I tallied up the reasons for and against, talked to my staff and even my wife. And then I made the wrong decision.
He killed the NBA stats.
Readers complained, and “I started to feel guilty. …Then I reversed the call.”
Shelton shares an email exchange with a reader that prompted him to rethink his decision. “It’s a good example of how passionate readers are and how personally they take their newspaper and sports section,” the editor tells me. “This guy even offered a very thoughtful alternative. You’ve got to love our readers!”
The emails are after the jump.
From: [Seattle Times reader]
Sent: Friday, December 30, 2011 2:50 PM
Subject: where are the NBA box scores?
I am disappointed that you don’t post the box scores of all the NBA games. All we get now is a summary of the Portland games. It seems like we get less and less from the Times. Also, it’s confusing to have the leftmost numerical column of the NHL standings be the number of games played. I want to see the won-loss record and points before I read the number of games played.
The sports editor’s response to Art, the reader:
Thanks for your email.
Unfortunately, we no longer have the daily space to run the NBA boxes and have made the difficult decision that we can’t publish them in our print edition this season.We didn’t reach this decision without a lot of discussion and thought. Needless to say, as sports editor, I hate not being able to publish something our readers want and understand your frustration with having anything taken away.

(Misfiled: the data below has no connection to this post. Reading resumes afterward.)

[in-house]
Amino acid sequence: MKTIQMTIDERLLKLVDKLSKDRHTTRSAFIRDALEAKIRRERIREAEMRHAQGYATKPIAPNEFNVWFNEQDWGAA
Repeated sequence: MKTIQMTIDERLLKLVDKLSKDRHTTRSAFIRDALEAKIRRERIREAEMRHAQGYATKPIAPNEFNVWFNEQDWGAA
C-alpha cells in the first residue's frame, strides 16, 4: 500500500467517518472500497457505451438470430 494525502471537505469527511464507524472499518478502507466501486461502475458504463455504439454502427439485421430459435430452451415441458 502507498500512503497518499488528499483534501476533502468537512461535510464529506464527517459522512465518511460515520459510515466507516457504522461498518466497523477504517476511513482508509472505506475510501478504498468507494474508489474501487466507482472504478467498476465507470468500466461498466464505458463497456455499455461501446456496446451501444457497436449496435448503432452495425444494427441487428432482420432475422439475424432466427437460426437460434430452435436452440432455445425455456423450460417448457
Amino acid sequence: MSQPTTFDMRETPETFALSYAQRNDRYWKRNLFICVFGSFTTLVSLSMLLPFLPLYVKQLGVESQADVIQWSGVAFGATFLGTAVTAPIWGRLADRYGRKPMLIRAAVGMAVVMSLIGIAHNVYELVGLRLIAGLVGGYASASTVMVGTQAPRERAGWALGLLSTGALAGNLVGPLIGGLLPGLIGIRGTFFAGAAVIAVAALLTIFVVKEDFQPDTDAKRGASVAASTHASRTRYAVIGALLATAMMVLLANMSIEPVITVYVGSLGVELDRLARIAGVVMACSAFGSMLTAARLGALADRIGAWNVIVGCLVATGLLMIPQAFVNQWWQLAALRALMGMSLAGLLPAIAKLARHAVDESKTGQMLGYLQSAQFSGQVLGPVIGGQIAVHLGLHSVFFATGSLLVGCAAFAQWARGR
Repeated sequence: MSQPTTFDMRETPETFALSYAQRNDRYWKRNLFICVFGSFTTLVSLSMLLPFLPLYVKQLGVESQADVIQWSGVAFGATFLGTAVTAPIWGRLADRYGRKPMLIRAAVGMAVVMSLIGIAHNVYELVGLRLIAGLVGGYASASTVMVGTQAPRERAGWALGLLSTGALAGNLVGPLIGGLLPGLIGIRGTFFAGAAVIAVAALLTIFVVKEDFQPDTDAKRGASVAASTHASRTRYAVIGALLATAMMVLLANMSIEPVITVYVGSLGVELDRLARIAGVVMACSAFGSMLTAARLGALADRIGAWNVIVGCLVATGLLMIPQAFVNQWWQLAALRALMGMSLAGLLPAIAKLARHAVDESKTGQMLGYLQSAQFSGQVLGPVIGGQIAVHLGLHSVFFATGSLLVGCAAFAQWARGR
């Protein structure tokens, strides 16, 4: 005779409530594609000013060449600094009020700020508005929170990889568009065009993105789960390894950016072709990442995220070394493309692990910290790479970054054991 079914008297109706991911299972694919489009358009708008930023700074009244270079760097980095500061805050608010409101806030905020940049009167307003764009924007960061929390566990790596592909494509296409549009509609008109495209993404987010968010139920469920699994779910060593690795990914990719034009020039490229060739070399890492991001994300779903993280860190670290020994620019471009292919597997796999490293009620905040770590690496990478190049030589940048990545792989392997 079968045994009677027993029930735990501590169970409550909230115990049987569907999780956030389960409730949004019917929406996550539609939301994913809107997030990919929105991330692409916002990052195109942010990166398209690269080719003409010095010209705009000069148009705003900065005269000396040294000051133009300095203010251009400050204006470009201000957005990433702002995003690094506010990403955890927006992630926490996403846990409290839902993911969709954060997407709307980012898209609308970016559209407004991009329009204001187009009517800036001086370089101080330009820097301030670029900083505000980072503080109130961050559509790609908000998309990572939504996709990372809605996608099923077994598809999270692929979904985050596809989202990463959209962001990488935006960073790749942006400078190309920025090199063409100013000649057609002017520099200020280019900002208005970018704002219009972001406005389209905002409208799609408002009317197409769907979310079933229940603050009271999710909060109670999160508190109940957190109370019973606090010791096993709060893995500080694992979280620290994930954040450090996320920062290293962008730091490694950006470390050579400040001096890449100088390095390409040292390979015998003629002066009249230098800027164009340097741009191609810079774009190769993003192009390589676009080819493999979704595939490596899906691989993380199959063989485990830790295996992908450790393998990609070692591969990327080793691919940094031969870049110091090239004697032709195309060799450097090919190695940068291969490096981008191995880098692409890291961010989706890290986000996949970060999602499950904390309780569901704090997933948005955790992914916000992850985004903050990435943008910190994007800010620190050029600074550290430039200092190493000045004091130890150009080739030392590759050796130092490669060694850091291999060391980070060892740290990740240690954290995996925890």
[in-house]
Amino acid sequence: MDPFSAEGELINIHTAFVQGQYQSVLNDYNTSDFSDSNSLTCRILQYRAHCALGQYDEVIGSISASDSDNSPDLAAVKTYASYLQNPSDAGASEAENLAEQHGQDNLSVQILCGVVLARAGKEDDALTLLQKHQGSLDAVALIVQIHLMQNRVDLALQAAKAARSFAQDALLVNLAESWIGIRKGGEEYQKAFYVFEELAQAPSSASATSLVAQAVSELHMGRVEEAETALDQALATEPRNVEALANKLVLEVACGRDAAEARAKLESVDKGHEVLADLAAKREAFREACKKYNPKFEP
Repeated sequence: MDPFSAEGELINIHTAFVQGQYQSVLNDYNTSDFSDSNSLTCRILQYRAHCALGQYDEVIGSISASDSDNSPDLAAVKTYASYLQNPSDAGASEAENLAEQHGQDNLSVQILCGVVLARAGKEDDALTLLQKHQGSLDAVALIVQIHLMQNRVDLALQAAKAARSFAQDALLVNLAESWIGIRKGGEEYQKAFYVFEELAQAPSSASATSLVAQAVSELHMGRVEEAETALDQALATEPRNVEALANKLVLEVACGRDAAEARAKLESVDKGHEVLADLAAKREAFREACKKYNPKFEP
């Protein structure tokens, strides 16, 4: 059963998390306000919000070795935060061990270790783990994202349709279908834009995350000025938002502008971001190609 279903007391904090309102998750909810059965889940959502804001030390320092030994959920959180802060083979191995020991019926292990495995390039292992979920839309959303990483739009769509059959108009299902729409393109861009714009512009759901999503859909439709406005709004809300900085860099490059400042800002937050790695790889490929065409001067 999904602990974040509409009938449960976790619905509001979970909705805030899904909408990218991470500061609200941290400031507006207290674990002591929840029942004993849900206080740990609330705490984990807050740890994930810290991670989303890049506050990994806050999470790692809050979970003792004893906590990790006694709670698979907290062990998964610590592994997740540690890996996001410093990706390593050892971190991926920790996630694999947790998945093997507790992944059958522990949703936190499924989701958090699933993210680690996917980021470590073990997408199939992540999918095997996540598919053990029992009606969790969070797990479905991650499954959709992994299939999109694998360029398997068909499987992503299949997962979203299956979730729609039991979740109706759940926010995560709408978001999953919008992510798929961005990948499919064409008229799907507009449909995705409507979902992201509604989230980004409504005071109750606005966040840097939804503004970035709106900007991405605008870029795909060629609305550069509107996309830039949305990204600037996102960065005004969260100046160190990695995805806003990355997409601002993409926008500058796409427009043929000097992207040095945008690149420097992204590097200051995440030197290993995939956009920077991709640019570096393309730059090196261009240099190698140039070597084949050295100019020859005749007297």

Space is the primary reason for this. Our print space is almost 40 percent less than it was six years ago. Each year, we have had to make tough calls to not publish things we used to run, and every step of the way we’ve made careful, thoughtful decisions about what to trim. For instance, our high-school sports summaries have been cut by about two-thirds, and we’ve also had to stop publishing NHL scoring summaries as well as the longer baseball statistics that use to run every Sunday. Lengths of many of our reporters’ stories have had to be trimmed, and we’ve begun publishing selected local stories online only, and had to stop running as many wire-service stories on other sports.
Our situation is hardly unique. Newspapers across the country have had to trim space, manpower and budgets to bring expenses in line with shrinking revenues during a weak economy. Many other newspapers have trimmed NBA boxes, including some papers in cities with NBA teams.
Still, cutting NBA boxes was a tough call, so I wanted to share some other reasons for the decision. First, the boxes take up a lot of space on a daily basis – an average of between 20 and 40 column inches, depending on the date. We’ve decided that space can better be used for more stories on local teams that have higher readership, which is our main coverage priority. We can also have more space to highlight stories and features on the NBA from time to time.
As we’re all sadly aware, this is the third season in which Seattle has not had an NBA franchise, and interest in the league has waned as a result. In some cases Seattle readers hold a real animosity toward the NBA. We also have found there are many alternate sources for the daily NBA statistics you’re seeking, including online at seattletimes.com.